Tipton v. Carlton
NOT RECOMMENDED FOR FULL-TEXT PUBLICATION File Name: 08a0787n.06 Filed: December 29, 2008 No. 06-5496 UNITED STATES COURT OF APPEALS FOR THE SIXTH CIRCUIT
RODNEY TIPTON, Petitioner-Appellant, v. HOWARD CARLTON, Warden, Respondent-Appellee.
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ON APPEAL FROM THE UNITED STATES DISTRICT COURT FOR THE EASTERN DISTRICT OF TENNESSEE
Before: GIBBONS and COOK, Circuit Judges; and STEEH, District Judge.* GEORGE CARAM STEEH, District Judge. Appellant Rodney Tipton was found guilty by a Tennessee state court jury for the January 7, 1991 aggravated robbery and rape of Cynthia Blair. Blair identified Tipton in a January 9, 1991 photo line-up conducted by state police, and later at trial. Tipton's state court appeal and motions for post-conviction relief were denied following extensive hearings. The federal district court dismissed Tipton's habeas petition on March 10, 2006, and denied Tipton's motion for a certificate of appealability on January 12, 2007. A circuit court judge granted a limited certificate of appealability on the issues of whether Tipton's convictions were obtained by a suggestive photographic line-up and in-court identification, whether the prosecutor
The Honorable George Caram Steeh, United States District Judge for the Eastern District of Michigan, sitting by designation. -1-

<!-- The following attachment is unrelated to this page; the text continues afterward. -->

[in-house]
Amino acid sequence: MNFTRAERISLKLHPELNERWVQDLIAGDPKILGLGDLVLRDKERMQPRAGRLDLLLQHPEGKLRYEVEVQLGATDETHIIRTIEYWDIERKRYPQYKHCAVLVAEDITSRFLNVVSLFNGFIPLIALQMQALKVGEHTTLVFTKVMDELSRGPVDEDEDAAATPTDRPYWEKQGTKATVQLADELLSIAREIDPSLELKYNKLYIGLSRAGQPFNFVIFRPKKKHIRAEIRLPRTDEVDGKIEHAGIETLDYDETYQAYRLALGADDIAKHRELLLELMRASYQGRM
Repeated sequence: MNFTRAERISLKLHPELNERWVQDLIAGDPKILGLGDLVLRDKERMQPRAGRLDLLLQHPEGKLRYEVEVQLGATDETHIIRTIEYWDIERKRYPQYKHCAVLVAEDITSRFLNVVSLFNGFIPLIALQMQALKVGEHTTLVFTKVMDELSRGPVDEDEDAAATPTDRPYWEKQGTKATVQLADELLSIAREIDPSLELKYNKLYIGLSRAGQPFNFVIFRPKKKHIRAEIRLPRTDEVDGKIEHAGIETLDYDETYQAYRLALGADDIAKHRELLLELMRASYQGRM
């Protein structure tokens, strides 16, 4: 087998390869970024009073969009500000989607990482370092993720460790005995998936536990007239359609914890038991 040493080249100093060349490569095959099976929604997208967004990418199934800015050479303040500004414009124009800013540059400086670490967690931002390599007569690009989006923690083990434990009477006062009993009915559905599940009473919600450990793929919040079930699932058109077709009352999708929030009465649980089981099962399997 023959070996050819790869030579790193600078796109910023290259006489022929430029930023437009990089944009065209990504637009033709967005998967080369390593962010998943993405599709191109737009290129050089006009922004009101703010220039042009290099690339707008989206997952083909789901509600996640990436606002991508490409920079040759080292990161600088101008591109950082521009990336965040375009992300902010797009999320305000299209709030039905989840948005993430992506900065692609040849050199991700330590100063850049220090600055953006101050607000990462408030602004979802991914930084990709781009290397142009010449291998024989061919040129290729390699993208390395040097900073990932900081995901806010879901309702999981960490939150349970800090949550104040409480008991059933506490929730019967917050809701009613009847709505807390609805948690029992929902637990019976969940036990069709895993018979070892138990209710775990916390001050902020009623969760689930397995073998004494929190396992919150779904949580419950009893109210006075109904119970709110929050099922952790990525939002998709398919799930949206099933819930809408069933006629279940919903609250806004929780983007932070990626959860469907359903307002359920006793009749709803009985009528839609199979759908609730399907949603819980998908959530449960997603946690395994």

No. 06-5496 Tipton v. Carlton withheld exculpatory evidence, and whether Tipton was denied effective assistance of trial counsel. For the reasons set forth below, we affirm the dismissal of the petition. I. Rodney Tipton was found guilty by a jury in Tennessee's Blount County Criminal Court on January 14, 1992 of one count of aggravated rape and one count of aggravated robbery for the January 7, 1991 sexual assault of Cynthia Blair. The factual circumstances of the crimes are taken from the state court decision affirming the denial of Tipton's motion for post-conviction relief, Tipton v. State of Tennessee, No. E2001-00001-CCA-R3-PC, 2002 WL 1400058 (Tenn.Crim.App. June 18, 2002), perm. app. denied, (Tenn. Dec. 23, 2002). On January 7, 1991, around 11:30 p.m., the victim, Cynthia Blair, was shopping at the Red Food grocery store, located on West Broadway in Maryville, Tennessee. She left the store and walked to her car. Upon entering her car, a second vehicle pulled up behind her to block her exit. A man, later identified as co-defendant, Robert Allen Davis, approached her vehicle and said, "Move over, bitch." Davis was wearing a ski-mask and carrying a revolver. She gave him the keys as demanded, and he started the car and drove out of the lot. Then, Davis ordered her to blindfold herself with a beach towel she had in the car. A second vehicle followed the victim's car. After driving for some distance, Davis stopped. The second vehicle stopped also, and a second man, later identified as the Appellant [Tipton], got into the car with the victim and Davis. Davis and the Appellant drove the victim around at gunpoint, stopping at several different locations. During these stops and while inside the vehicle, the victim was vaginally and anally raped. Also, the victim was forced to perform fellatio and forcibly had cunnilingus performed on her. The victim was then taken to a motel across the North Carolina state-line. Davis left the vehicle to get a motel room, leaving the victim alone in the vehicle with the Appellant, who was very intoxicated and about to pass out. She peeked from underneath the ski-mask covering her face and saw the gun on the dashboard. She tried to grab the weapon and throw it out the window. The Appellant caught her trying to grab the gun and a struggle ensued. During this struggle, the victim's mask came off, and she saw the appellant's face. Once inside the hotel room, she was again raped. During the early morning hours of January 8th, the assailants left the -2-